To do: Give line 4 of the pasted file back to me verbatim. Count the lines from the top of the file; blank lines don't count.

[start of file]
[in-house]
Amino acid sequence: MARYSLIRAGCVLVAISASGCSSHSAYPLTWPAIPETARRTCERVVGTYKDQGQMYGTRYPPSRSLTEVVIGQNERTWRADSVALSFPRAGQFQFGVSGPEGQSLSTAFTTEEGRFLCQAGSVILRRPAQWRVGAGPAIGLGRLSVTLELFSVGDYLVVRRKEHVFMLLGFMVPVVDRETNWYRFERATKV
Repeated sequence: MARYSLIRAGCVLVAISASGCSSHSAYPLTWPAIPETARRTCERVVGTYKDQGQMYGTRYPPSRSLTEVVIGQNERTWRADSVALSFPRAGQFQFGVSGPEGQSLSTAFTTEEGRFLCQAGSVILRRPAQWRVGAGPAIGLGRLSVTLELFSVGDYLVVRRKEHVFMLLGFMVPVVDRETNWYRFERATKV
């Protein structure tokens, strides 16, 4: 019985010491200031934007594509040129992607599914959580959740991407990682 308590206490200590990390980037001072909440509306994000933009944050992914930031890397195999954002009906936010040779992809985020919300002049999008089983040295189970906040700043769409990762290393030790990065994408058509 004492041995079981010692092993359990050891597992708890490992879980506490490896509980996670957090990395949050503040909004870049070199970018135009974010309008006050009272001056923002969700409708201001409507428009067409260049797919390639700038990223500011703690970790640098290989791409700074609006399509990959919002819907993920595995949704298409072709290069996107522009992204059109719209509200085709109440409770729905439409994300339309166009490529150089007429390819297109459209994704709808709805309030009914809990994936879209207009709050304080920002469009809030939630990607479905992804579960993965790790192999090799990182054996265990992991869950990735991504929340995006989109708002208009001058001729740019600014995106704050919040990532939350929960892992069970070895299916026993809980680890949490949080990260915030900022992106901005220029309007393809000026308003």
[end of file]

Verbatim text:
């Protein structure tokens, strides 16, 4: 019985010491200031934007594509040129992607599914959580959740991407990682 308590206490200590990390980037001072909440509306994000933009944050992914930031890397195999954002009906936010040779992809985020919300002049999008089983040295189970906040700043769409990762290393030790990065994408058509 004492041995079981010692092993359990050891597992708890490992879980506490490896509980996670957090990395949050503040909004870049070199970018135009974010309008006050009272001056923002969700409708201001409507428009067409260049797919390639700038990223500011703690970790640098290989791409700074609006399509990959919002819907993920595995949704298409072709290069996107522009992204059109719209509200085709109440409770729905439409994300339309166009490529150089007429390819297109459209994704709808709805309030009914809990994936879209207009709050304080920002469009809030939630990607479905992804579960993965790790192999090799990182054996265990992991869950990735991504929340995006989109708002208009001058001729740019600014995106704050919040990532939350929960892992069970070895299916026993809980680890949490949080990260915030900022992106901005220029309007393809000026308003």